1. Please take 30 seconds to register your free account to remove most ads, post topics, make friends, earn reward points at our store, and more!  

Audacity vs SOny Sound Forge

Discussion in 'Recording Gear and Equipment [BG]' started by Bassmunkee, Feb 28, 2008.


  1. Bassmunkee

    Bassmunkee Guest

    Feb 20, 2008
    South West UK
    Right, disregarding the cost differential and just looking at the products themselves.

    I have been using, with great success, Audacity to both "post-produce" if you will, and edit, and indeed on occasion record tracks using a variety of mediums, and have found it to be very successful.
    I have recently downloaded a trial version of Sony Sound Forge 9.0 and have started checking it out as a potential upscaled replacement.
    Thing is - I can't actually see that it's any better at what it does than Audacity is.
    Sure it has CD burning capabilities but that's not a big deal, also I can convert files with Audacity - (or DMC audio), just as as I can in Sound Forge.
    Sound recording, playback and editting seem just as good in Audacity as they do in Sound Forge.

    Am I missing something? :meh:

    Does anyone use Sound Forge, or has anyone used both and have an opinion...?
    Cheers! :)
     
  2. seamonkey

    seamonkey

    Aug 6, 2004
    I have and use both.

    Soundforge has extras like "batching" and "scripting" that will let you take every file in a directory and normalize, eq, or add reverb. It comes with some very good plugins such as Pristine Spaces, and a "Mastering" bundle. And CD architect. It also lets you do things like read or write midi sample dump if you have a use for them (I do). They do regular maintenance updates. All VST plugins I have work fine with Soundforge. The menus are a mess.

    But nothing beats Audacity for "Quick and easy" edit. It's also easier to multitrack when you want. Also when you're at someone else's place it easy to load up audacity to edit something.

    I probably won't buy the next version of Soundforge.
     
  3. If you want heavy duty scripting in a sound editor you should have a look at Snd. Stupidly powerful, fully extensible with a built in Lisp interpreter, freely available and being maintained by the folks at ccrma at Stanford University. Pretty much emacs for audio, very cool if you take some time to learn how to use it. Seems like it would be buildable on a mac, I'm not sure about windows.
     
  4. Passinwind

    Passinwind I know nothing. Commercial User

    Dec 3, 2003
    Columbia River Gorge, WA.
    Owner/Designer &Toaster Tech Passinwind Electronics
    I've only briefly used Audacity. The lack of real time effects made it very unattractive to me. I've been happily using Wavelab for a number of years now. I found older versions of Sound Forge to be generally comparable, FWIW. The montage feature in Wavelab is pretty useful for my needs though, and Sound Forge didn't match that feature back when I was buying.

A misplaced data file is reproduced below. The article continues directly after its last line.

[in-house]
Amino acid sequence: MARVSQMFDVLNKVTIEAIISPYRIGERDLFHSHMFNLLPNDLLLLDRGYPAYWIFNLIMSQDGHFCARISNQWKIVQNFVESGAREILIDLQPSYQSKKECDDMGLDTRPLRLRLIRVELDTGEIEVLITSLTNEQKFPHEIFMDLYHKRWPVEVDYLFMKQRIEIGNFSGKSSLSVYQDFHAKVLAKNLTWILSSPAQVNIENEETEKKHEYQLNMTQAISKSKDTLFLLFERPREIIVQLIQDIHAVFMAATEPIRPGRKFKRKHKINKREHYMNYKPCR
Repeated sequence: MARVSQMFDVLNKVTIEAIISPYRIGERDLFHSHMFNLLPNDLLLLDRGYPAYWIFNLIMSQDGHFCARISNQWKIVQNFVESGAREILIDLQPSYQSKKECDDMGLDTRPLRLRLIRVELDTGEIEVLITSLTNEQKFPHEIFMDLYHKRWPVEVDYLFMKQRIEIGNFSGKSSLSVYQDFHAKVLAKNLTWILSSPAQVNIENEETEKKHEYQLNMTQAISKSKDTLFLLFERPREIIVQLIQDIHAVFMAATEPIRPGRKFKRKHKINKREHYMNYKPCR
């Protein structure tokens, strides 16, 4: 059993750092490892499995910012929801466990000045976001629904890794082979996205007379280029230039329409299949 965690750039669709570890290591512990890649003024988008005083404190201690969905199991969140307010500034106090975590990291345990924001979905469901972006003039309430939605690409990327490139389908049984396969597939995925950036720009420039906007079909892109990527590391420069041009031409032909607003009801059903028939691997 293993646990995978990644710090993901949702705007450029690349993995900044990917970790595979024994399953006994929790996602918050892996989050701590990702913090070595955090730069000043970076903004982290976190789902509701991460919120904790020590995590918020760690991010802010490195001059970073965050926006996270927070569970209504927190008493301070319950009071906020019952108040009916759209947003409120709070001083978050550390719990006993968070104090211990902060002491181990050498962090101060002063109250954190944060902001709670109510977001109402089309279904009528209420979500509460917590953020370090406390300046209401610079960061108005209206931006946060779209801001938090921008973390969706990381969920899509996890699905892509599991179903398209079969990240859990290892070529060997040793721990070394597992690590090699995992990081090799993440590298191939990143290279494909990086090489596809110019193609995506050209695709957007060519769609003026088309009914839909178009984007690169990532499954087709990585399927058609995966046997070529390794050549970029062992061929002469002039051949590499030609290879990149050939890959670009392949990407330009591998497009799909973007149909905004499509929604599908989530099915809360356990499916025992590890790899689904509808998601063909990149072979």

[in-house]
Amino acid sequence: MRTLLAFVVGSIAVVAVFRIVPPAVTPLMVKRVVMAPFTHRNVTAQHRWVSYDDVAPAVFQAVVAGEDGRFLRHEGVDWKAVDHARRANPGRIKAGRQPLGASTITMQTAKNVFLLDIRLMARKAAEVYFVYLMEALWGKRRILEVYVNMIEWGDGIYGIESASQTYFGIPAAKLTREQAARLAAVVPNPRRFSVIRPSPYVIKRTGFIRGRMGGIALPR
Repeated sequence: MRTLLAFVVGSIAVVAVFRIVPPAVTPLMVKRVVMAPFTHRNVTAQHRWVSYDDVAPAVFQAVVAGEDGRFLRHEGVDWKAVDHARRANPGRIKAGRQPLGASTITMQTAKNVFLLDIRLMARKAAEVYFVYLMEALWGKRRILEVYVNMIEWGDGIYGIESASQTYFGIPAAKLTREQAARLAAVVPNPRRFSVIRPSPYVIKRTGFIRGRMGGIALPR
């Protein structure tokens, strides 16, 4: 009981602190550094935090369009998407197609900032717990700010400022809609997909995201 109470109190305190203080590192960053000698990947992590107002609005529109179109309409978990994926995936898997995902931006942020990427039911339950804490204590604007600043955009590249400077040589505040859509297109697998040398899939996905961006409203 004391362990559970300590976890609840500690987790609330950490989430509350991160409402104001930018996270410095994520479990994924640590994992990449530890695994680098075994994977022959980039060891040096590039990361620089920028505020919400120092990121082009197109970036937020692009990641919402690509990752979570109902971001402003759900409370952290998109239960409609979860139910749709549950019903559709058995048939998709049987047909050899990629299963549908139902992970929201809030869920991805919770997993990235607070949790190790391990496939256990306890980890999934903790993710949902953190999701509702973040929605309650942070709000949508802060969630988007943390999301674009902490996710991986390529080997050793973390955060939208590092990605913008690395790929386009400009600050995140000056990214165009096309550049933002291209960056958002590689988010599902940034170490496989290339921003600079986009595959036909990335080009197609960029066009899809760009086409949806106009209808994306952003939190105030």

5. Why not just use REAPER? It gets updated and improved constantly. I haven't used Audacity in awhile, but that's because I switched to REAPER. Granted it isn't just a simple wav editor.
     
  6. Slax

    Slax

    Nov 5, 2007
    Long Island, NY
    I've been using Audacity for a while now... I haven't had a problem. For what I use it for, I haven't had a need to upgrade to something else. (Play back of practicing and rough versions of songs I may be working on).
     
  7. seamonkey

    seamonkey

    Aug 6, 2004
    Reaper is also great, but it's not free. I elected to not use it currently because of the cost for commercial use. I may buy it in the future.
     
  8. dbcandle

    dbcandle

    Jan 30, 2008
    Depending on your budget, you may consider:
    • Cakewalk Sonar 6 Home Edition: $10
    • Cakewalk Sonar 6 Home Edition XL (adds drum machine and another soft-synth): $150
    • Cakewalk Sonar 7 Studio Edition: $300

    If you're recording and doing sequencing, Sonar seems to be one of the more popular products. I've looked at a number of free and commercial products, but Sonar seems really good.

    You may care to check the forums over at cakewalk.com. Great community, much like the one here on TalkBass.
     
  9. Bassmunkee

    Bassmunkee Guest

    Feb 20, 2008
    South West UK
    Well as it happens I now have Cakewalk Sonar 6 Power Studio 660 - which is the Absolute Dog's B*ll*x.
    Oh Yes.
     
  10. Fli

    Fli

    Apr 30, 2007
    Birmingham, AL
    I've used both Soundforge and Audacity for simple recording and editing. I actually prefer audacity because it's easier and faster IMO, soundforge does have more features though.
     

Share This Page

  1. This site uses cookies to help personalise content, tailor your experience and to keep you logged in if you register.
    By continuing to use this site, you are consenting to our use of cookies.